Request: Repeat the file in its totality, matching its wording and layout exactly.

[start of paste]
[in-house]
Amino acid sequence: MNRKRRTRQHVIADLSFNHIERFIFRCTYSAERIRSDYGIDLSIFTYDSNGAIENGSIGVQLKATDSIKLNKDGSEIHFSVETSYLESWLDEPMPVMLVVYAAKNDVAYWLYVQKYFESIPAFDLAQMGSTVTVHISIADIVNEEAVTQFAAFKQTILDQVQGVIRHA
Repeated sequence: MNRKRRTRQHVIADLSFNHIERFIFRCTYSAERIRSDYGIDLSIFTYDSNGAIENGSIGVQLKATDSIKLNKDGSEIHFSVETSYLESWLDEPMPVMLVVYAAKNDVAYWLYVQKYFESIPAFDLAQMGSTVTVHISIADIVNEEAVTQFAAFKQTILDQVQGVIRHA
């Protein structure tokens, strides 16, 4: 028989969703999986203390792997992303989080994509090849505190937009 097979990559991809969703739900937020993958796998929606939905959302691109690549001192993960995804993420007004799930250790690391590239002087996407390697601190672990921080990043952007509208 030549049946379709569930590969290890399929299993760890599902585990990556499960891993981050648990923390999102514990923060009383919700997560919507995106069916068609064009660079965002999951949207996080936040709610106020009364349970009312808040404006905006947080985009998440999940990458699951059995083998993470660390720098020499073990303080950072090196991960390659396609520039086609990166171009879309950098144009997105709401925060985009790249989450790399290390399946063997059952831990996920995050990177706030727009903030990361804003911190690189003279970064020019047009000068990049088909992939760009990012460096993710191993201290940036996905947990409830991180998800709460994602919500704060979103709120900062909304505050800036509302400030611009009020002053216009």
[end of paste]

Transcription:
[in-house]
Amino acid sequence: MNRKRRTRQHVIADLSFNHIERFIFRCTYSAERIRSDYGIDLSIFTYDSNGAIENGSIGVQLKATDSIKLNKDGSEIHFSVETSYLESWLDEPMPVMLVVYAAKNDVAYWLYVQKYFESIPAFDLAQMGSTVTVHISIADIVNEEAVTQFAAFKQTILDQVQGVIRHA
Repeated sequence: MNRKRRTRQHVIADLSFNHIERFIFRCTYSAERIRSDYGIDLSIFTYDSNGAIENGSIGVQLKATDSIKLNKDGSEIHFSVETSYLESWLDEPMPVMLVVYAAKNDVAYWLYVQKYFESIPAFDLAQMGSTVTVHISIADIVNEEAVTQFAAFKQTILDQVQGVIRHA
């Protein structure tokens, strides 16, 4: 028989969703999986203390792997992303989080994509090849505190937009 097979990559991809969703739900937020993958796998929606939905959302691109690549001192993960995804993420007004799930250790690391590239002087996407390697601190672990921080990043952007509208 030549049946379709569930590969290890399929299993760890599902585990990556499960891993981050648990923390999102514990923060009383919700997560919507995106069916068609064009660079965002999951949207996080936040709610106020009364349970009312808040404006905006947080985009998440999940990458699951059995083998993470660390720098020499073990303080950072090196991960390659396609520039086609990166171009879309950098144009997105709401925060985009790249989450790399290390399946063997059952831990996920995050990177706030727009903030990361804003911190690189003279970064020019047009000068990049088909992939760009990012460096993710191993201290940036996905947990409830991180998800709460994602919500704060979103709120900062909304505050800036509302400030611009009020002053216009």